Our results suggest that there might have been substitution between genders in the labor markets analyzed. We find that gender-specific minimum-wage laws decreased the ratio of female-to-male employment by 4.7 percent. We also find that, in industries in which both men and women were employed, the elasticity of substitution was greater than one, making men and women, on average, gross substitutes.
As we previously mentioned, the measurement of the earnings effects of a minimum-wage law is difficult to identify. Beyond the mere lack of high quality data on earnings, the absence of any longitudinal information makes it impossible to disentangle an increase in average earnings due to a composition effect (firing of low productivity employees and hiring of new, more productive ones) from an increase due to a simple raise in the wage rate of the same employees. In our paper, we used longitudinal data from Oregon. In 1915, Obenauer and von der Nienburg (1915) collected wage data on a set of women employed both before and after the implementation of the minimum-wage law. We digitized those data and show that minimum-wage legislation led to an average wage increase for women who were previously employed at below-minimum-wage levels. At the same time, the legislation did not cause any detectable changes, on average, to the wages of women who were already earning more than the minimum levels required by the newly enacted law.
Finally, we provide suggestive evidence that the prolonged exposure to minimum-wage laws discouraged women from entering the labor force. Using the full count Census of 1940—the first census collected after a 25 cents federal hourly minimum-wage law was implemented, in 1938, as part of the Fair Labor Standards Act (FLSA)—we show that the number of years a state had an active gender-specific minimum wage decree is negatively correlated with female labor-force participation in 1940. At the same time, we find no evidence of any long-run impact of these laws on the labor force participation of men.
In conclusion, our paper presents three main results. First, pre-FLSA minimum-wage legislation was effective in increasing wages for women with lower pre-minimum-wage earnings. Second, these minimum-wage laws caused a decline in female employment and a (smaller in magnitude) increase in male employment. Third, the gender-specificity of these laws allows us to show that men and women were, on average, gross substitutes in the American labor market at the beginning of the 20th Century.
Contemporary labor markets are radically different from those in the 1920s and the 1930s. Different institutions, technology, and degrees of competition and labor mobility prevent us from making predictions about 21st Century policies based on historical evidence. Nevertheless, our work quantifies parameters that constitute a benchmark reference of the effects of what could be considered the first large minimum wage increase in US history, in the absence of abundant labor market regulation.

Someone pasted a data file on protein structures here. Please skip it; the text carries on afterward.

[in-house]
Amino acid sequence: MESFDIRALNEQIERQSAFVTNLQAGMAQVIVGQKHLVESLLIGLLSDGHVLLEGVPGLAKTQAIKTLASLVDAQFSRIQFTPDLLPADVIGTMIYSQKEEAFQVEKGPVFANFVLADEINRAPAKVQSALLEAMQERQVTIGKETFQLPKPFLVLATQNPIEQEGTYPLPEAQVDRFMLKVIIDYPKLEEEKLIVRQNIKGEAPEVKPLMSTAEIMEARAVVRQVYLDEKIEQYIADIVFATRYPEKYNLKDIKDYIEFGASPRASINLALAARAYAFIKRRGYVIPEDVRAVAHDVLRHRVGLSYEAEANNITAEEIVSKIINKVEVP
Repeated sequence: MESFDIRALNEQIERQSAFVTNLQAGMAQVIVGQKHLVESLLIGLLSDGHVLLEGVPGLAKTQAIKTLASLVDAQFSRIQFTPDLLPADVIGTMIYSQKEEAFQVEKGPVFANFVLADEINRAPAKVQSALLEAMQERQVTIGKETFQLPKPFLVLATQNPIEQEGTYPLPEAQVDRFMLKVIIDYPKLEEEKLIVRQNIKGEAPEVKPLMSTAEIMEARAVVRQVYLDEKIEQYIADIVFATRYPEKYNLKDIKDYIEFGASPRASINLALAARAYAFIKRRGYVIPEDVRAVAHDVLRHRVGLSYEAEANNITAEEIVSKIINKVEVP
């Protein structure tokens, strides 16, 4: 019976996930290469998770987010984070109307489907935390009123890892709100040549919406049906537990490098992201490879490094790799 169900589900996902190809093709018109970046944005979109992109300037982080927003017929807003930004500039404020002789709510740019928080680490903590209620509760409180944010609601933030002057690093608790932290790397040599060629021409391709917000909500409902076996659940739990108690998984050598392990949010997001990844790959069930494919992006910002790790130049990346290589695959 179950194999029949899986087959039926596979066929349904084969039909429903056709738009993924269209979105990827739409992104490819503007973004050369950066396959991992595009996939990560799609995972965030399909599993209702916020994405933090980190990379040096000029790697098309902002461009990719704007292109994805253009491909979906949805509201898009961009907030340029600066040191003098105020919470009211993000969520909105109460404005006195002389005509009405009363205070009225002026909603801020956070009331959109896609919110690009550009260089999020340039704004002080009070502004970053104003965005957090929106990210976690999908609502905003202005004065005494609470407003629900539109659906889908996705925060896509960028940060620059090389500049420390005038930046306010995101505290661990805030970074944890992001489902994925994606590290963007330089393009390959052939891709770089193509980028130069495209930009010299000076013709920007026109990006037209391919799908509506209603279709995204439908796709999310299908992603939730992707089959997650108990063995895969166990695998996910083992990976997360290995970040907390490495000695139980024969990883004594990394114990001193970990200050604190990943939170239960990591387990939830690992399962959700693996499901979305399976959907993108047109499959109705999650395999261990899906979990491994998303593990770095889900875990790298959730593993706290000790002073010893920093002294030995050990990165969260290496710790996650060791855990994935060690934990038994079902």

Riccardo Marchingiglio is a PhD candidate in Economics at Northwestern University. Michael Poyker is a postdoctoral researcher at the Columbia University Graduate School of Business.
Aaronson, D., French, E., Sorkin, I., and To, T. (2018). Industry dynamics and the minimum wage: a putty-clay approach. International Economic Review, 59(1):51–84.
Bernhardt, A., Milkman, R., Theodore, N., Heckathorn, D. D., Auer, M., DeFilippis, J., Gonz´alez, A. L., Narro, V., and Perelshteyn, J. (2009). Broken laws, unprotected workers: Violations of employment and labor laws in America’s cities.
Department of Labor (1915). Effect of Minimum-Wage Determinations in Oregon. Women’s Bureau Bulletin, (6).
Dube, A., Lester, T. W., and Reich, M. (2010). Minimum wage effects across state borders: Estimates using contiguous counties. The Review of Economics and Statistics, 92(4):945–964.
Godøy, A. and Reich, M. (2019). Minimum wage effects in low-wage areas. IRLE Working Paper n.106-19.
Jardim, E., Long, M. C., Plotnick, R., Van Inwegen, E., Vigdor, J., and Wething, H. (2017). Minimum wage increases, wages, and low-wage employment: evidence from Seattle. NBER Working Paper No. 23532.
Leamer, E. E., Nickelsburg, J., von Wachter, T. M., and Zimmerman, F. (2019). Assessing the Differential Impacts of Minimum Wage Increases in Labor Market Areas in California. Technical report.
Obenauer, M. L. and von der Nienburg, B. M. (1915). Effect of Minimum-Wage Determinations in Oregon. Department of Labor. Women’s Bureau Bulletin, (6).